As part of the development of Lunacy — a free standalone .sketch file viewer for Windows – I had to learn how to dissect a .sketch file.
In order to accomplish this I needed to do 3 things:
Let’s start from the very beginning. Here’s a .sketch file opened on a Mac:
Every graphic element you see on the picture above – an icon, a block of text – is a separate object. Or in terms of Sketch – a layer.
Sketch file is deceiptively simple on the inside. If you were to open .Sketch in any file manager, say, Far Manager, you’d see something like this:
Not much, but that’s just the tip of the iceberg. We learn something very important from this one string – that a .sketch file is an .SQLite database.
So, how does that database look on the inside? By opening it in any SQLite viewing tool, this is what we get:
Interestingly enough, almost all the space is occupied by a single cell in a single table. Let’s extract this cell’s contents:
After the initial feeling of being in the Matrix, you may notice that everything starts with a bplist string. What is this bplist thing? It turned out to be a standard Mac OS format for storing structured data, and it’s called PList.
In order to bring some clarity to this symbol madness I converted this PList thing into an XML, using some built-in Mac utility (that’s important)
It took me a few days to sort out what was going on here, but I was eventually able to understand the structure behind the file. Now there was still a tiny problem… I was doing all that on Mac, as you remember, using Mac utilities.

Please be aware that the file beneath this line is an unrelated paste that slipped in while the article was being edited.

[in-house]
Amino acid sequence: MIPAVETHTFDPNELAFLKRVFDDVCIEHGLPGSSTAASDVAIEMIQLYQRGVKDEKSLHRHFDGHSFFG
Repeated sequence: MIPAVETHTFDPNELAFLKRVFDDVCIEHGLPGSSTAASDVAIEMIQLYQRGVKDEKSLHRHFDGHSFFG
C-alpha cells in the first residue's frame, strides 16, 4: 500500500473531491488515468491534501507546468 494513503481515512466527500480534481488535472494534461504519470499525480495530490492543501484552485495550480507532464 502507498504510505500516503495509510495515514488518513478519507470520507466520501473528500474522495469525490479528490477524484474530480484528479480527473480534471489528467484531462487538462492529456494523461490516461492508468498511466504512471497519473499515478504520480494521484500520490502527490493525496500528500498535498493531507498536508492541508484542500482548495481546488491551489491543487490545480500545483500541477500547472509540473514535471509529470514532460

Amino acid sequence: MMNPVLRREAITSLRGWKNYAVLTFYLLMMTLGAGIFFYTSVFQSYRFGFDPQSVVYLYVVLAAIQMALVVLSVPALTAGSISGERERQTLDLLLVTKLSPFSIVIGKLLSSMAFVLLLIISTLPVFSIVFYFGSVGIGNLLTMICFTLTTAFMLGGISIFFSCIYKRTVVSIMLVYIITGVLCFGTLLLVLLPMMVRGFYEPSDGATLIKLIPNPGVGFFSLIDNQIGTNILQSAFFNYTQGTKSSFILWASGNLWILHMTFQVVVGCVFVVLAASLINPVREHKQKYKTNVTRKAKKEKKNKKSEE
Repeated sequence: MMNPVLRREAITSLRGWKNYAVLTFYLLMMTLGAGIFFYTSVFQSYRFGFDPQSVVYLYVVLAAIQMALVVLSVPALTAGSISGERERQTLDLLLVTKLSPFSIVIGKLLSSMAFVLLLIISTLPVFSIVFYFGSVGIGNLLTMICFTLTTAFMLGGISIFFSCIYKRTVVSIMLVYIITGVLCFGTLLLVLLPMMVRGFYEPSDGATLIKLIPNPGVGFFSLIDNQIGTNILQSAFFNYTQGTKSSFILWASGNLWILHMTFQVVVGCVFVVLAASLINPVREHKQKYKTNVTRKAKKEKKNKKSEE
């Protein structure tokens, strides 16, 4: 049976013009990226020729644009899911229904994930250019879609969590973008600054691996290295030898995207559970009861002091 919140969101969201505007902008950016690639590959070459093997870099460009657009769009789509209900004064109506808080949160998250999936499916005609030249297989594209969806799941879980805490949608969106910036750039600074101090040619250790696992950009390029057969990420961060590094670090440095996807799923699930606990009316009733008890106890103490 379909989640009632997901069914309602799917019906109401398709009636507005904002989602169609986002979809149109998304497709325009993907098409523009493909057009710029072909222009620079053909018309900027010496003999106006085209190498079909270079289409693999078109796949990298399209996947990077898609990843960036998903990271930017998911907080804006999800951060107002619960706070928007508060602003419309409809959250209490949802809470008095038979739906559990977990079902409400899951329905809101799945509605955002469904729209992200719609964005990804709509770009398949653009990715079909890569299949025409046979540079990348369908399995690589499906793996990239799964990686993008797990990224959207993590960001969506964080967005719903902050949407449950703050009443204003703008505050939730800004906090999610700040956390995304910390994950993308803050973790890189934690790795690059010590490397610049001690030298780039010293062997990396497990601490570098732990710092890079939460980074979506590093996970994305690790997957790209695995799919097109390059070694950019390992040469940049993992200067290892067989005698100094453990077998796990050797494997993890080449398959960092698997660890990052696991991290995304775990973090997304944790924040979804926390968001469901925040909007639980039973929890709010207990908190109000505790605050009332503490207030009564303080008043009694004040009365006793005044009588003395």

Given the fact that I was developing a Windows .sketch viewer, I had to repeat all this on Windows, i.e. open this Plist file on Windows, give it structure and then properly analyse the result.
So I did just that.
I found only one library that could open the PList format on Windows. But it needed a huge update and lots of improvement. In the end I was able to get this:
It was something, though I still had to write my own handler, because in the structure you see above it’s not objects that we see, it’s their addresses. So the handler’s job was to find these objects using their addresses and then, using a special method, make all the received data readable:
From that we see that the current object has a name “Sketch viewer for Wi”, and in the frame block we can see its size and coordinates. Now I could visually compare this same .sketch file opened on Mac and its structure, derived on Windows.
Now that I had the structure, I was able to render every object/element of the file sequentially.
For that rendering I used the cross-platform library Skia from Google. To be more precise, it’s a Xamarin SkiaSharp. With the help of OpenGl the library is able to draw graphic primitives, text, and rasterized images. Besides that, it gives you the ability to visualize the file’s objects closest to the original because it supports gradients, tiles, layer overlays, shadows, blur etc.
You can see how it all works in this video:
One by one all parts of the file are rendered, eventually creating something we’re referencing as a mock-up or a .sketch file.
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